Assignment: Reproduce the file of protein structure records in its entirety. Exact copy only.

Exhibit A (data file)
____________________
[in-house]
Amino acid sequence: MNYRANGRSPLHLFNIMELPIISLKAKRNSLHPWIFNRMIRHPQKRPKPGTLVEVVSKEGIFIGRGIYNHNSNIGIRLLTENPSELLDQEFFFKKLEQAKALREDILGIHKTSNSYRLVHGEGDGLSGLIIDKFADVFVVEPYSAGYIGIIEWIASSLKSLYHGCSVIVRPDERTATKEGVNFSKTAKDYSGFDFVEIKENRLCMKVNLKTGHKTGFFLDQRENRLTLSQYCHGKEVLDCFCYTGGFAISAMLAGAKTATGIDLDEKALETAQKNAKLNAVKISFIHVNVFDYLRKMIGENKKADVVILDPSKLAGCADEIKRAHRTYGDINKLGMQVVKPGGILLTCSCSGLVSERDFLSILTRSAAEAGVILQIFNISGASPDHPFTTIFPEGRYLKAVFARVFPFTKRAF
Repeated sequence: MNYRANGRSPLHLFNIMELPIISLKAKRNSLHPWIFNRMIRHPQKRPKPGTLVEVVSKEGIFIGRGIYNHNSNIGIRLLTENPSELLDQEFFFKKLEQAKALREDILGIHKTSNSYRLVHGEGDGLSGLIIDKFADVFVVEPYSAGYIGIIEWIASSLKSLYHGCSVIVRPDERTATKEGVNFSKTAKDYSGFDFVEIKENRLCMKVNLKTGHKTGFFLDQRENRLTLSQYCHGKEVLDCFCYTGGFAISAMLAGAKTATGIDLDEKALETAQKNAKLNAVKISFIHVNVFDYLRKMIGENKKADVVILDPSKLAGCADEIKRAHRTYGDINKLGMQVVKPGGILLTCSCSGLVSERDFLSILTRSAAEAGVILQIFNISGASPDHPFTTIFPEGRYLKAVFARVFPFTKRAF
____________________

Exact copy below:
[in-house]
Amino acid sequence: MNYRANGRSPLHLFNIMELPIISLKAKRNSLHPWIFNRMIRHPQKRPKPGTLVEVVSKEGIFIGRGIYNHNSNIGIRLLTENPSELLDQEFFFKKLEQAKALREDILGIHKTSNSYRLVHGEGDGLSGLIIDKFADVFVVEPYSAGYIGIIEWIASSLKSLYHGCSVIVRPDERTATKEGVNFSKTAKDYSGFDFVEIKENRLCMKVNLKTGHKTGFFLDQRENRLTLSQYCHGKEVLDCFCYTGGFAISAMLAGAKTATGIDLDEKALETAQKNAKLNAVKISFIHVNVFDYLRKMIGENKKADVVILDPSKLAGCADEIKRAHRTYGDINKLGMQVVKPGGILLTCSCSGLVSERDFLSILTRSAAEAGVILQIFNISGASPDHPFTTIFPEGRYLKAVFARVFPFTKRAF
Repeated sequence: MNYRANGRSPLHLFNIMELPIISLKAKRNSLHPWIFNRMIRHPQKRPKPGTLVEVVSKEGIFIGRGIYNHNSNIGIRLLTENPSELLDQEFFFKKLEQAKALREDILGIHKTSNSYRLVHGEGDGLSGLIIDKFADVFVVEPYSAGYIGIIEWIASSLKSLYHGCSVIVRPDERTATKEGVNFSKTAKDYSGFDFVEIKENRLCMKVNLKTGHKTGFFLDQRENRLTLSQYCHGKEVLDCFCYTGGFAISAMLAGAKTATGIDLDEKALETAQKNAKLNAVKISFIHVNVFDYLRKMIGENKKADVVILDPSKLAGCADEIKRAHRTYGDINKLGMQVVKPGGILLTCSCSGLVSERDFLSILTRSAAEAGVILQIFNISGASPDHPFTTIFPEGRYLKAVFARVFPFTKRAF